A road.cc reader has shared footage showing the moment a passenger in a van fired a weapon – possibly an airsoft pistol, colloquially known as a BB gun – at him and two friends he was cycling with in Essex. The video was submitted to police, but after an initial investigation officers closed the case due to insufficient evidence.
The incident happened near Orsett, near Grays, at 10.12am on 18 April as the three cyclists, all of whom wish to remain anonymous, were “out for a chilled 50-kilometre ride.”
On the video, the van passenger’s left hand is outside the window of the vehicle, pointing an object at the riders.
One of them told road.cc: “At the time we were riding along chatting, saw someone hanging out of the van and heard a loud crack, realised it was someone shooting a pistol.
“It was a single shot, being blue we think it might have been an airsoft gun but will never know.
“Oddly the guy on the front missed it all, he turned to say something to me and hadn’t even realised anything had happened.
“At the time we did not get the vehicle registration so did not call 999. I reviewed video footage when home and as it clearly showed the incident and the vehicle registration so I reported to the Essex Police via webform on the evening of 18 April (as phone systems were down).
“On the afternoon of 19 April I received a boiler plate ‘victims letter’ noting the offence was classified as ‘Assault without Injury’.
“On the morning of 20 April I challenged this classification via email and received a call back from Essex Police, which did not clear up the question entirely. They confirmed I could not send in the video via email as it would be too large for them to receive.
“On the morning of 21 April I emailed in screenshots of the video,” he continued. “On Friday 23 April I received a text message saying a PC was investigating and would be in contact.”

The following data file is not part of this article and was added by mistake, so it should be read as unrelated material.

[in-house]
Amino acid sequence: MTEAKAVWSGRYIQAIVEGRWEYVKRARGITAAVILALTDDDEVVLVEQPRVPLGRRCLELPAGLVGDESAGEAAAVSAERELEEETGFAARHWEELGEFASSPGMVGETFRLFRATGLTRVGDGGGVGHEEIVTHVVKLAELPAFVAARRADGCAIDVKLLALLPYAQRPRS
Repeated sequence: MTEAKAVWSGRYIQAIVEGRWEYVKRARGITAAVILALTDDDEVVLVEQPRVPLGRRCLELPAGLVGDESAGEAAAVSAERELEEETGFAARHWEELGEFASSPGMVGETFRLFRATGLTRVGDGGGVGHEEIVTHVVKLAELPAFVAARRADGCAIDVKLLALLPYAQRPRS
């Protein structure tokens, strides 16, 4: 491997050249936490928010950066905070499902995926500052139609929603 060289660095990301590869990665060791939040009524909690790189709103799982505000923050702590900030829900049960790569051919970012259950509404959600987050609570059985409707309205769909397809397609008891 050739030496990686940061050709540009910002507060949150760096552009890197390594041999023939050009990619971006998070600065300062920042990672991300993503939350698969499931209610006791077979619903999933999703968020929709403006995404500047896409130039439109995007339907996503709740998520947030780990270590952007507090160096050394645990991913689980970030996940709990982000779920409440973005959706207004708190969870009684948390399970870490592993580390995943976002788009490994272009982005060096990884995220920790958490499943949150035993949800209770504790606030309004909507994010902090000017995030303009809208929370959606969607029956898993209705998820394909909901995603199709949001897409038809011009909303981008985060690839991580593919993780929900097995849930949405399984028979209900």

The investigating officer visited the cyclist at home on the morning of Tuesday 27 April. “He said I did not need to give them a copy but to retain it for 12 months.”
That afternoon, police sent him a text message in which the officer told him that “images will be sent via our internal system of the suspect to try [and] identify him. The address registered to the vehicle has been attended, the owner of the vehicle has denied the incident occurred and has not told me any passenger names that he had in the vehicle, so at present I am unable to ID the person responsible. The matter will be filed pending the suspect being ID’d or further evidence.”
He replied to the text message the same afternoon, “challenging the lack of action and requested a senior officer reviews the investigation. I did ask in my response if the police have concluded and therefore if I can take this to the press.
“A couple of days later the PC called me. Neither he nor his sergeant can explain it being recorded as assault. The investigation had come to a dead end and there was nothing else they could do without further evidence,” he added.
Simon has been news editor at road.cc since 2009, reporting on 10 editions and counting of pro cycling’s biggest races such as the Tour de France, stories on issues including infrastructure and campaigning, and interviewing some of the biggest names in cycling. A law and languages graduate, published translator and former retail analyst, his background has proved invaluable in reporting on issues as diverse as cycling-related court cases, anti-doping investigations, and the bike industry. He splits his time between London and Cambridge, and loves taking his miniature schnauzer Elodie on adventures in the basket of her Elephant Bike.